I think most observers would argue that Muslim Spain was the most cosmopolitan and lenient Muslim society that existed before this century. How many Jews lived in Turkey, the heart of the Muslim empire, at that time? I can tell you that many Jews (like the great Rashi) lived in the heart of the Catholic power at that time.
If you want to jump to modern history, as late as before WWII, Baghdad was 40% Jewish. No capital of a European country has ever even come close.
The Jewish population of Baghdad before WWII was approximately 150,000. According to the Jewish Virtual Library online, Baghdad was 20% Jewish at the zenith of the Jewish community's strength there.
The Jewish populations of Vienna and Budapest in 1939, the two former capital cities of the Catholic Habsburg empire, were approximately 200,000 apiece, or as high as 12%. Within 300 miles around these cities another 3 million Jews lived. The Jewish community made up 12% of these capitals, and a significant percentage of the surrounding countryside. Jews in prewar Iraq were confined to the ghettoes of Baghdad and were therefore especially concentrated. Jews in prewar Austria were not confined to those two cities.
Among them is that Holocaust happened. Among them is also the fact that the Inquisition persecuted the Jews. For many, and apparently not for you, the degree of self-evidence of these two facts is similar.
The entire point of the Holocaust was to persecute and murder Jews. That was the sum and substance of the ideology that drove it.
The whole point of the Spanish Inquisition was to punish those perceived as collaborators with the Muslim occupation of Andalusia.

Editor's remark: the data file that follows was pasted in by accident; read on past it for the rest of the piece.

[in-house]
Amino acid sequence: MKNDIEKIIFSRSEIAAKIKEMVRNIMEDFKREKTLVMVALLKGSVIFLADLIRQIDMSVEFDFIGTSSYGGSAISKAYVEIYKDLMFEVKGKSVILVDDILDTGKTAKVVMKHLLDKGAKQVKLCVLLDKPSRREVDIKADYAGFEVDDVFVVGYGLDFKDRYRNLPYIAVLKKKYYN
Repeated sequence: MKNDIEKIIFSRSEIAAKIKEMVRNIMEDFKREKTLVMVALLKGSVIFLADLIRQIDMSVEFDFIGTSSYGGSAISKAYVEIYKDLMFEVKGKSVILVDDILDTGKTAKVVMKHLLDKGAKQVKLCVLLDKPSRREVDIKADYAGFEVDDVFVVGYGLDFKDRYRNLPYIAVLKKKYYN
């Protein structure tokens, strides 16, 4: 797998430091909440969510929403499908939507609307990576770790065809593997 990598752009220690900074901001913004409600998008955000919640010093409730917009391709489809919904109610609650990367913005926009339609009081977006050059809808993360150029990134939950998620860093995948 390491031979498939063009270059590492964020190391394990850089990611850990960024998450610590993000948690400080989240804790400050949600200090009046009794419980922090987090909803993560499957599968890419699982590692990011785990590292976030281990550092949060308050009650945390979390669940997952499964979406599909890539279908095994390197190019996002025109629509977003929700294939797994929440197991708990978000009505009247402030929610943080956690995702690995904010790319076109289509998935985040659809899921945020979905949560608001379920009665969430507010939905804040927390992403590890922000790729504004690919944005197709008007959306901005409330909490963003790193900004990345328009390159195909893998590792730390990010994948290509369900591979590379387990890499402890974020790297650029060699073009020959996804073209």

The Inquisition used religion and religious violence for political ends and, evilly, many Jews were scapegoated and killed by it. But the point of the Inquisition was not to eradicate Jewish blood from the Spanish gene pool.
Your larger point: namely that I am sick and tired of people equating being a loyal Catholic with being an anti-Semite and that my weariness with this constant slander sometimes pushes me over the edge of civility is true.
I hope you and yours had a peaceful Pesach and I hope that the recent action in Iraq and the increasing pressure on Syria will make the Jewish community worldwide safer from persecution.
It should be quite easy for you to point to one medieval Catholic theologian who wrote a treatise endorsing this position or to specify some historical incident where a Catholic was declared a saint and martyr for murdering Jews.
What do you think my agenda is??
Doing my small part to try to make the world a better place? Relaying my personal experience with Catholicism to as many people as possible to try and help them avoid the unnecessary pain of them or someone they love being entangled with Catholicism.
My wife's family traces their history through the Spanish Inquisition. It happened. Jewish families we forced to become Catholic (or suffer the consequences)
In more recent times, I have seen my brother-in-law's children disowned by their Catholic grandparents because they were not baptized Catholic.
I want as few people as possible to have to suffer the great harm that can and has come to people over the years when their paths cross with Catholicism.